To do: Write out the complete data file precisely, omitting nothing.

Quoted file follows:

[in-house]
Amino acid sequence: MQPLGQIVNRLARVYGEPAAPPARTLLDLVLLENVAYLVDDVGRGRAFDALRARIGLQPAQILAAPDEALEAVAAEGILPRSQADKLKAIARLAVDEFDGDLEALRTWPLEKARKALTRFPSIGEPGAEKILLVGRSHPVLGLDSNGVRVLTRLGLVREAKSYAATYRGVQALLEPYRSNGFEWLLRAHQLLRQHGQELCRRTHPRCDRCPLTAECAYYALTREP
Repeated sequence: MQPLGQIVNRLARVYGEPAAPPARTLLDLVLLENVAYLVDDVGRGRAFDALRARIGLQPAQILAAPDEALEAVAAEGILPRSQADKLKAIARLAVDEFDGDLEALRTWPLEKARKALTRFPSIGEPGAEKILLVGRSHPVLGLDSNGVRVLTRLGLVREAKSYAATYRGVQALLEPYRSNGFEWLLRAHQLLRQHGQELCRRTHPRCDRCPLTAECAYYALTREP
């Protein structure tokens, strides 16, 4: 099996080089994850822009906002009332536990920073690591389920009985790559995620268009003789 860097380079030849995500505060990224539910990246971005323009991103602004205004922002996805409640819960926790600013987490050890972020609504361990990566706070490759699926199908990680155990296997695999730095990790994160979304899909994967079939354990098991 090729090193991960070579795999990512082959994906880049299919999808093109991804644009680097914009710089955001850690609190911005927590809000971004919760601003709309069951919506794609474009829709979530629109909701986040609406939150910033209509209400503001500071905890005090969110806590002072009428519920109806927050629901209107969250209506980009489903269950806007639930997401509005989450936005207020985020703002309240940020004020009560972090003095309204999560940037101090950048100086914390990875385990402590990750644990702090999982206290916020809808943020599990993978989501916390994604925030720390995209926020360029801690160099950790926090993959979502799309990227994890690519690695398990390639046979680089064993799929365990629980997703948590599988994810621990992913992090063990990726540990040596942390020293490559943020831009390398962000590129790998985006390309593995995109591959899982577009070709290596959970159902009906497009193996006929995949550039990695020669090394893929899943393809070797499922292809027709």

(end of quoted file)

[in-house]
Amino acid sequence: MQPLGQIVNRLARVYGEPAAPPARTLLDLVLLENVAYLVDDVGRGRAFDALRARIGLQPAQILAAPDEALEAVAAEGILPRSQADKLKAIARLAVDEFDGDLEALRTWPLEKARKALTRFPSIGEPGAEKILLVGRSHPVLGLDSNGVRVLTRLGLVREAKSYAATYRGVQALLEPYRSNGFEWLLRAHQLLRQHGQELCRRTHPRCDRCPLTAECAYYALTREP
Repeated sequence: MQPLGQIVNRLARVYGEPAAPPARTLLDLVLLENVAYLVDDVGRGRAFDALRARIGLQPAQILAAPDEALEAVAAEGILPRSQADKLKAIARLAVDEFDGDLEALRTWPLEKARKALTRFPSIGEPGAEKILLVGRSHPVLGLDSNGVRVLTRLGLVREAKSYAATYRGVQALLEPYRSNGFEWLLRAHQLLRQHGQELCRRTHPRCDRCPLTAECAYYALTREP
């Protein structure tokens, strides 16, 4: 099996080089994850822009906002009332536990920073690591389920009985790559995620268009003789 860097380079030849995500505060990224539910990246971005323009991103602004205004922002996805409640819960926790600013987490050890972020609504361990990566706070490759699926199908990680155990296997695999730095990790994160979304899909994967079939354990098991 090729090193991960070579795999990512082959994906880049299919999808093109991804644009680097914009710089955001850690609190911005927590809000971004919760601003709309069951919506794609474009829709979530629109909701986040609406939150910033209509209400503001500071905890005090969110806590002072009428519920109806927050629901209107969250209506980009489903269950806007639930997401509005989450936005207020985020703002309240940020004020009560972090003095309204999560940037101090950048100086914390990875385990402590990750644990702090999982206290916020809808943020599990993978989501916390994604925030720390995209926020360029801690160099950790926090993959979502799309990227994890690519690695398990390639046979680089064993799929365990629980997703948590599988994810621990992913992090063990990726540990040596942390020293490559943020831009390398962000590129790998985006390309593995995109591959899982577009070709290596959970159902009906497009193996006929995949550039990695020669090394893929899943393809070797499922292809027709």